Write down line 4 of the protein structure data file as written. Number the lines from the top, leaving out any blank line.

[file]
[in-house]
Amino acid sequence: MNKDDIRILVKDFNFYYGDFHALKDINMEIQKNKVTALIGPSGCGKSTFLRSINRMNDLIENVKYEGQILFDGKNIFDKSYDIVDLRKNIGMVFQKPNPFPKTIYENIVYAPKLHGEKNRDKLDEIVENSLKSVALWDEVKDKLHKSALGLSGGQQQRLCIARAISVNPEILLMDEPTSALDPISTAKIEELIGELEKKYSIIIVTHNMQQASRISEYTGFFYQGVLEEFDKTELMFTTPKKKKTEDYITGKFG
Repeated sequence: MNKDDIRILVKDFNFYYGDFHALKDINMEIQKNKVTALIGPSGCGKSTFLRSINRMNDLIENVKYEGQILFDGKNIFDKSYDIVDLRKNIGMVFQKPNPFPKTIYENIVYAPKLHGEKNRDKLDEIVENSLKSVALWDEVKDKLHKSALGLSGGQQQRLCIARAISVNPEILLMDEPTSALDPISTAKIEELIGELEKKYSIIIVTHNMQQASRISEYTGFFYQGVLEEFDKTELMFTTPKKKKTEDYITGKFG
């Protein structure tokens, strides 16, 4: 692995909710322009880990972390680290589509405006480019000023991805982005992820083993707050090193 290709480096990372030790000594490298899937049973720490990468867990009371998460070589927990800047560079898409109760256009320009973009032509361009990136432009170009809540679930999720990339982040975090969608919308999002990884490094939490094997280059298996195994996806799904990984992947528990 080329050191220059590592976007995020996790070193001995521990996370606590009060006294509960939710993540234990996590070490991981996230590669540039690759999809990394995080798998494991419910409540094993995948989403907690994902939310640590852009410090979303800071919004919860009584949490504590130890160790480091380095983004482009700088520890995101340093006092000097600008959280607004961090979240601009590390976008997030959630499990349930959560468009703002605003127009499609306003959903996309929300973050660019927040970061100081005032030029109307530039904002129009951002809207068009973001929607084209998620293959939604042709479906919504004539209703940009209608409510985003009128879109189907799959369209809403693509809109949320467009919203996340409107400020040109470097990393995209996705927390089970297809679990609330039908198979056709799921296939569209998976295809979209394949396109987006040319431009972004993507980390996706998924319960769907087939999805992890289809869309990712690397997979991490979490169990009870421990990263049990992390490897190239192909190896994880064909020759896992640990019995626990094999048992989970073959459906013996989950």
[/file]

């Protein structure tokens, strides 16, 4: 692995909710322009880990972390680290589509405006480019000023991805982005992820083993707050090193 290709480096990372030790000594490298899937049973720490990468867990009371998460070589927990800047560079898409109760256009320009973009032509361009990136432009170009809540679930999720990339982040975090969608919308999002990884490094939490094997280059298996195994996806799904990984992947528990 080329050191220059590592976007995020996790070193001995521990996370606590009060006294509960939710993540234990996590070490991981996230590669540039690759999809990394995080798998494991419910409540094993995948989403907690994902939310640590852009410090979303800071919004919860009584949490504590130890160790480091380095983004482009700088520890995101340093006092000097600008959280607004961090979240601009590390976008997030959630499990349930959560468009703002605003127009499609306003959903996309929300973050660019927040970061100081005032030029109307530039904002129009951002809207068009973001929607084209998620293959939604042709479906919504004539209703940009209608409510985003009128879109189907799959369209809403693509809109949320467009919203996340409107400020040109470097990393995209996705927390089970297809679990609330039908198979056709799921296939569209998976295809979209394949396109987006040319431009972004993507980390996706998924319960769907087939999805992890289809869309990712690397997979991490979490169990009870421990990263049990992390490897190239192909190896994880064909020759896992640990019995626990094999048992989970073959459906013996989950």